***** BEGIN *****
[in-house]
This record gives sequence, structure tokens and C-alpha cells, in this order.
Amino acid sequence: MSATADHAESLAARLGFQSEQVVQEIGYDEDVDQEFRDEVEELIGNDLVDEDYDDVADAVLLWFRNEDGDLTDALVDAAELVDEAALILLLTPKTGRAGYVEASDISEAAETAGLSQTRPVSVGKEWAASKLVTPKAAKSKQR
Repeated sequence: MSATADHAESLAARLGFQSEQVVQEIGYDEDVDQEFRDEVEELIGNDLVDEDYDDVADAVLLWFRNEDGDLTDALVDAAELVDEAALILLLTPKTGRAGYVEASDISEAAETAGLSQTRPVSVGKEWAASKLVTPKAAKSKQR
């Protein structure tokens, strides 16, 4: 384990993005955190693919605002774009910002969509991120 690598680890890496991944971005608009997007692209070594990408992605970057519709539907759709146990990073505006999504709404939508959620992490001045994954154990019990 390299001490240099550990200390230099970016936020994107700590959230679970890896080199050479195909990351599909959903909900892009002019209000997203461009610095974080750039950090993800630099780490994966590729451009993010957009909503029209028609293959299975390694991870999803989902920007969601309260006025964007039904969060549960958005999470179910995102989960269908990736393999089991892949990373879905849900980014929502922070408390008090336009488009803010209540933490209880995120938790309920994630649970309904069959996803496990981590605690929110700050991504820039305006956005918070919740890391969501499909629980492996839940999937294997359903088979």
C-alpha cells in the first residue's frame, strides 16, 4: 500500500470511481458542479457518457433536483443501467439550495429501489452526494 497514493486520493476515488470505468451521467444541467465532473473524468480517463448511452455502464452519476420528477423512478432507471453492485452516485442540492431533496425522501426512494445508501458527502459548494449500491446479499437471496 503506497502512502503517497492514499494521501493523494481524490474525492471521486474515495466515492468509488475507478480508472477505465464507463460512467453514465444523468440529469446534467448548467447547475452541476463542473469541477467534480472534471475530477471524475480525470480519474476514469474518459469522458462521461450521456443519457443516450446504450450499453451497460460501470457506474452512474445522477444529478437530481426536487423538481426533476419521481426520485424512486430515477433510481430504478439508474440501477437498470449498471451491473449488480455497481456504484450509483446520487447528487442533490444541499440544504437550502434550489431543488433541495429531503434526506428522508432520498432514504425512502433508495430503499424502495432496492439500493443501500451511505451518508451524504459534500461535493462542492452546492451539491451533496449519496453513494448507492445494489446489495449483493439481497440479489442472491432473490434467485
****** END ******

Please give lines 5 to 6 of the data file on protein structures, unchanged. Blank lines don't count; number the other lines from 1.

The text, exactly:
């Protein structure tokens, strides 16, 4: 384990993005955190693919605002774009910002969509991120 690598680890890496991944971005608009997007692209070594990408992605970057519709539907759709146990990073505006999504709404939508959620992490001045994954154990019990 390299001490240099550990200390230099970016936020994107700590959230679970890896080199050479195909990351599909959903909900892009002019209000997203461009610095974080750039950090993800630099780490994966590729451009993010957009909503029209028609293959299975390694991870999803989902920007969601309260006025964007039904969060549960958005999470179910995102989960269908990736393999089991892949990373879905849900980014929502922070408390008090336009488009803010209540933490209880995120938790309920994630649970309904069959996803496990981590605690929110700050991504820039305006956005918070919740890391969501499909629980492996839940999937294997359903088979």
C-alpha cells in the first residue's frame, strides 16, 4: 500500500470511481458542479457518457433536483443501467439550495429501489452526494 497514493486520493476515488470505468451521467444541467465532473473524468480517463448511452455502464452519476420528477423512478432507471453492485452516485442540492431533496425522501426512494445508501458527502459548494449500491446479499437471496 503506497502512502503517497492514499494521501493523494481524490474525492471521486474515495466515492468509488475507478480508472477505465464507463460512467453514465444523468440529469446534467448548467447547475452541476463542473469541477467534480472534471475530477471524475480525470480519474476514469474518459469522458462521461450521456443519457443516450446504450450499453451497460460501470457506474452512474445522477444529478437530481426536487423538481426533476419521481426520485424512486430515477433510481430504478439508474440501477437498470449498471451491473449488480455497481456504484450509483446520487447528487442533490444541499440544504437550502434550489431543488433541495429531503434526506428522508432520498432514504425512502433508495430503499424502495432496492439500493443501500451511505451518508451524504459534500461535493462542492452546492451539491451533496449519496453513494448507492445494489446489495449483493439481497440479489442472491432473490434467485